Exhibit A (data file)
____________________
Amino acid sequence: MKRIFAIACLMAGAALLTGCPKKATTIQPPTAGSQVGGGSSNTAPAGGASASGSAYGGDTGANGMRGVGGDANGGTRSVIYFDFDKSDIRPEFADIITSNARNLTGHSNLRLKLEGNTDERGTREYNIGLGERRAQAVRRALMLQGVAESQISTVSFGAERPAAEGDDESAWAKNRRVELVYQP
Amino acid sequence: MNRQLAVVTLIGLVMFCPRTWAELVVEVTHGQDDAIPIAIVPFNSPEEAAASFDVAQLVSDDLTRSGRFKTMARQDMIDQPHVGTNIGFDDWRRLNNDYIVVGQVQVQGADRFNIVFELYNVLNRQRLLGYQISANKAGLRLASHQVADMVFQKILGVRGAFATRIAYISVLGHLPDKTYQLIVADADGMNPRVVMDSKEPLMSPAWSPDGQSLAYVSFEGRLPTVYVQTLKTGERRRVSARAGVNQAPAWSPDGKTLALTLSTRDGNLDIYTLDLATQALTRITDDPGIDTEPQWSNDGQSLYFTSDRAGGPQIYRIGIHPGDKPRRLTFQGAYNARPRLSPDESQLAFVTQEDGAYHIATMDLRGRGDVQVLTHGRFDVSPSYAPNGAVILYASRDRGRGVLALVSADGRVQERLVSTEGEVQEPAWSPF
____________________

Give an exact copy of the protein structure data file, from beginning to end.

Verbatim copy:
Amino acid sequence: MKRIFAIACLMAGAALLTGCPKKATTIQPPTAGSQVGGGSSNTAPAGGASASGSAYGGDTGANGMRGVGGDANGGTRSVIYFDFDKSDIRPEFADIITSNARNLTGHSNLRLKLEGNTDERGTREYNIGLGERRAQAVRRALMLQGVAESQISTVSFGAERPAAEGDDESAWAKNRRVELVYQP
Amino acid sequence: MNRQLAVVTLIGLVMFCPRTWAELVVEVTHGQDDAIPIAIVPFNSPEEAAASFDVAQLVSDDLTRSGRFKTMARQDMIDQPHVGTNIGFDDWRRLNNDYIVVGQVQVQGADRFNIVFELYNVLNRQRLLGYQISANKAGLRLASHQVADMVFQKILGVRGAFATRIAYISVLGHLPDKTYQLIVADADGMNPRVVMDSKEPLMSPAWSPDGQSLAYVSFEGRLPTVYVQTLKTGERRRVSARAGVNQAPAWSPDGKTLALTLSTRDGNLDIYTLDLATQALTRITDDPGIDTEPQWSNDGQSLYFTSDRAGGPQIYRIGIHPGDKPRRLTFQGAYNARPRLSPDESQLAFVTQEDGAYHIATMDLRGRGDVQVLTHGRFDVSPSYAPNGAVILYASRDRGRGVLALVSADGRVQERLVSTEGEVQEPAWSPF